Pesticide use in California rose in 2010 after declining for four consecutive years, according to data released by the Department of Pesticide Regulation (DPR). More than 173 million pounds of pesticides were reported applied statewide, an increase of nearly 15 million pounds - or 9.5 percent - from 2009.

The increase reflected a 15 percent jump in acres treated with pesticides - up 9.7 million acres to a total of 75 million acres in 2010. The Summary of Pesticide Use Report Data 2010 is posted at http://www.cdpr.ca.gov/docs/pur/pur10rep/10_pur.htm.

As in previous years, sulfur was the most highly used pesticide in both pounds applied and acres treated. By pounds, sulfur accounted for 27 percent of all reported pesticide use. Its use grew by 4.4 million pounds, or 10 percent, and 141,826 acres, or 9 percent.

Sulfur is a natural fungicide favored by both conventional and organic farmers mostly to control powdery mildew on grapes and processing tomatoes. Other pesticides with high use in 2010 treated a variety of diseases and pests that affected rice, walnuts, oranges, almonds, grapes and strawberries.

“The winter and spring of 2009 and 2010 were relatively cool and wet, which probably resulted in greater fungicide use to control mildew and other diseases,” DPR Chief Deputy Director Chris Reardon explained.

“Summer and fall temperatures were also below average, which led to late harvests, more insect damage to some crops and additional treatments.”

Overall, most of the growth in pesticide use was in production agriculture, where applications increased by 12 million pounds.

Post-harvest treatments went up by 657,000 pounds, structural pest control by 760,000 and landscape maintenance by 374,000 pounds. Reports are mandatory for agricultural and pest control business applications, while most home, industrial and institutional uses are exempt.

Pesticide use varies from year to year depending on many factors, including weather, pest problems, economics and types of crops planted.

Increases and decreases in pesticide use from one year to the next or in the span of a few years do not necessarily indicate a trend.

Greatest pesticide use

The greatest pesticide use occurred in the San Joaquin Valley. The top five counties in order of most pesticide pounds applied in 2010 were Fresno, Kern, Tulare, San Joaquin and Madera. All are major producers of agricultural products.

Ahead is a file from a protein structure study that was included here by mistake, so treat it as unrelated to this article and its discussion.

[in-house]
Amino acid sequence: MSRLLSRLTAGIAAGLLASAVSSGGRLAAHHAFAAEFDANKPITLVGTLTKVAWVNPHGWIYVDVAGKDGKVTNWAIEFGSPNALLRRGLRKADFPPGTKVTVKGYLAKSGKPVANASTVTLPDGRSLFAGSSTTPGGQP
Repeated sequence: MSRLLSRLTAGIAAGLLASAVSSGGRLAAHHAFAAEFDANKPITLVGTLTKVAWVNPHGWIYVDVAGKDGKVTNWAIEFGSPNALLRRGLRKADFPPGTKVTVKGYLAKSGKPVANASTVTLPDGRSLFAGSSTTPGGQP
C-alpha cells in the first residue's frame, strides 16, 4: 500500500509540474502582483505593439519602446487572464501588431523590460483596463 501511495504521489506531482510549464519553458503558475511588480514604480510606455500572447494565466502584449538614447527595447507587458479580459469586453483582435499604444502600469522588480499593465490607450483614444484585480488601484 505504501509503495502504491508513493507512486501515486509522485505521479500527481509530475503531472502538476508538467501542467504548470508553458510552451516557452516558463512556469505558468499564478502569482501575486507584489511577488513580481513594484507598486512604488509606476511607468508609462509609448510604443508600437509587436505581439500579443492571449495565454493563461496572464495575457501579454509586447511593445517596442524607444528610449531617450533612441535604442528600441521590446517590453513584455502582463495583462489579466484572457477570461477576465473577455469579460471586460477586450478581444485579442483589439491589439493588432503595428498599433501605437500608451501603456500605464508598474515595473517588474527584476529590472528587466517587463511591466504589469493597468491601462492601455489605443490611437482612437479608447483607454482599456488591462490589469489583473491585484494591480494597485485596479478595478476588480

Pesticides with the greatest increase in pounds applied included 1,3-dichloropropene (1,3-D), a fumigant whose use went up by 2.4 million pounds, or 37 percent. It is used on strawberries, almonds, sweet potatoes, carrots, and table and raisin grapes. This fumigant is an alternative to methyl bromide, which is being phased out under an international treaty to protect the ozone layer.

Other pesticides that showed growth in pounds applied were metam-sodium, a fumigant used on carrots, processing tomatoes and potatoes; glyphosate, an herbicide used on orchard floors, rights of way and preplanting for row crops; metam-potassium, a fumigant used to prepare fields for processing tomatoes, sweet potatoes and carrots prior to planting; and kaolin, a clay-based fungicide and insecticide commonly used on organic crops.

Major crops that showed an overall increase in pounds of pesticides applied over the previous year included wine grapes, carrots, cotton, almonds, and table and raisin grapes. The data indicated declines in pounds applied to rice, processing tomatoes, alfalfa, peaches, nectarines and applications to fields before crops are planted to control pests.

DPR has the most extensive pesticide use reporting system in the United States and oversees one of the most comprehensive pesticide regulatory

programs in the world. These data support a variety of regulatory efforts, including compliance efforts for clean air and water laws, continuous evaluation to determine potential risks to human health and the environment, estimating dietary risks, protecting workers in the field, preserving endangered species, assisting product registration and review and helping local pesticide law enforcement.

Reported pesticide applications are only a portion of the pesticides sold each year. Approximately two-thirds of the pesticides sold, including chlorine used primarily for municipal water treatment and home-use pesticide products, typically are not subject to reporting.

Total pounds of pesticide active ingredients reported in each county and rank during 2009 and 2010 are posted at http://www.cdpr.ca.gov/docs/pur/pur10rep/lbsby_co_10.pdf.

One of five departments and boards within the California Environmental Protection Agency, DPR regulates the sale and use of pesticides to protect people and the environment.